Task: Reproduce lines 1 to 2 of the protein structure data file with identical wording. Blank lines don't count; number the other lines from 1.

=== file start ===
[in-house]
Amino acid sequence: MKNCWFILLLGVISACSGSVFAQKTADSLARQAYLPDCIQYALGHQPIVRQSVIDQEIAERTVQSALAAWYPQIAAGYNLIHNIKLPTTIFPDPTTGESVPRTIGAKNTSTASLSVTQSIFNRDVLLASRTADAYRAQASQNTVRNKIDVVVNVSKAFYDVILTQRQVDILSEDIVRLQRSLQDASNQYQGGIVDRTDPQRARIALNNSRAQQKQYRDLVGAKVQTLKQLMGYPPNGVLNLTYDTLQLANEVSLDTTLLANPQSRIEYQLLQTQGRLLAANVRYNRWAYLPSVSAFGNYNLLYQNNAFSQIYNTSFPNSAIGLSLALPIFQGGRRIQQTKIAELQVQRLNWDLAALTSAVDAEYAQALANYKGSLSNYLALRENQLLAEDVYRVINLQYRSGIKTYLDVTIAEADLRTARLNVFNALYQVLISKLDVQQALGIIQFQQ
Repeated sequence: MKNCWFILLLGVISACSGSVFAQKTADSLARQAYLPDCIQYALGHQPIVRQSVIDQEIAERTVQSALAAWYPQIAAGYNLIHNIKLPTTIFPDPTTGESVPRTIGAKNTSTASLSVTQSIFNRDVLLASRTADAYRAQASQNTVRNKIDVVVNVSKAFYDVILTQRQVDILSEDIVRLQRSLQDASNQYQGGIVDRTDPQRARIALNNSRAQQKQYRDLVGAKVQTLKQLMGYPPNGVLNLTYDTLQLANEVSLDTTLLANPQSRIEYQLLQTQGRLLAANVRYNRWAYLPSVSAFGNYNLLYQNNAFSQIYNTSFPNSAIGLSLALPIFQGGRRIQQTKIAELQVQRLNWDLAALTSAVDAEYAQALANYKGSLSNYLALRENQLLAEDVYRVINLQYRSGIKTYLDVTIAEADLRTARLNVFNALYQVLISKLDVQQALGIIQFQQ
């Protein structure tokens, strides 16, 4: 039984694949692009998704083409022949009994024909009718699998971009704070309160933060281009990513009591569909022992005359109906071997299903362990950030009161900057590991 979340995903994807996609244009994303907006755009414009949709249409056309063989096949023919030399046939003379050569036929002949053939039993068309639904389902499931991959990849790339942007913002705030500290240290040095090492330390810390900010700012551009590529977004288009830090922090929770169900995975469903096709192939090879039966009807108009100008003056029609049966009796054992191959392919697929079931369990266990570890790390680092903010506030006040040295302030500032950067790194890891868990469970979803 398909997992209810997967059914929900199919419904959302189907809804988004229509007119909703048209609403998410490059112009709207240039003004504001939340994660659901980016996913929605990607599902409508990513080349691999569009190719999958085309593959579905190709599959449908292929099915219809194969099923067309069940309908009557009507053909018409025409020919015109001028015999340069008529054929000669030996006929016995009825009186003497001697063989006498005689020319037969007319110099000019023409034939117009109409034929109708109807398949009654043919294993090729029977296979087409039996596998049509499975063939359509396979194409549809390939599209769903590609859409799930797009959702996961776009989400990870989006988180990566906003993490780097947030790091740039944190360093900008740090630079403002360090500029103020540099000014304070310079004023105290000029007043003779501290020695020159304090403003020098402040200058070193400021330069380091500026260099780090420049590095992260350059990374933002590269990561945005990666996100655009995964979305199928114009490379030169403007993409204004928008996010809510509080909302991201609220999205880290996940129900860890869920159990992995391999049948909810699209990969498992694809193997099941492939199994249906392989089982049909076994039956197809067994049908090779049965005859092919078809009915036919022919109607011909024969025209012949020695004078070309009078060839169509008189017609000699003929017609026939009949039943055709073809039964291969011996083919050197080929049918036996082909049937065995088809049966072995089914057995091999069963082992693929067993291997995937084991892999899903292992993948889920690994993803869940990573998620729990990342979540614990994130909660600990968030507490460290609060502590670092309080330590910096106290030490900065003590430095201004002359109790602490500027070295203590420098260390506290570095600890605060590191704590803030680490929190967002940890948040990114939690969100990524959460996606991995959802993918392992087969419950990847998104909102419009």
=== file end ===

[in-house]
Amino acid sequence: MKNCWFILLLGVISACSGSVFAQKTADSLARQAYLPDCIQYALGHQPIVRQSVIDQEIAERTVQSALAAWYPQIAAGYNLIHNIKLPTTIFPDPTTGESVPRTIGAKNTSTASLSVTQSIFNRDVLLASRTADAYRAQASQNTVRNKIDVVVNVSKAFYDVILTQRQVDILSEDIVRLQRSLQDASNQYQGGIVDRTDPQRARIALNNSRAQQKQYRDLVGAKVQTLKQLMGYPPNGVLNLTYDTLQLANEVSLDTTLLANPQSRIEYQLLQTQGRLLAANVRYNRWAYLPSVSAFGNYNLLYQNNAFSQIYNTSFPNSAIGLSLALPIFQGGRRIQQTKIAELQVQRLNWDLAALTSAVDAEYAQALANYKGSLSNYLALRENQLLAEDVYRVINLQYRSGIKTYLDVTIAEADLRTARLNVFNALYQVLISKLDVQQALGIIQFQQ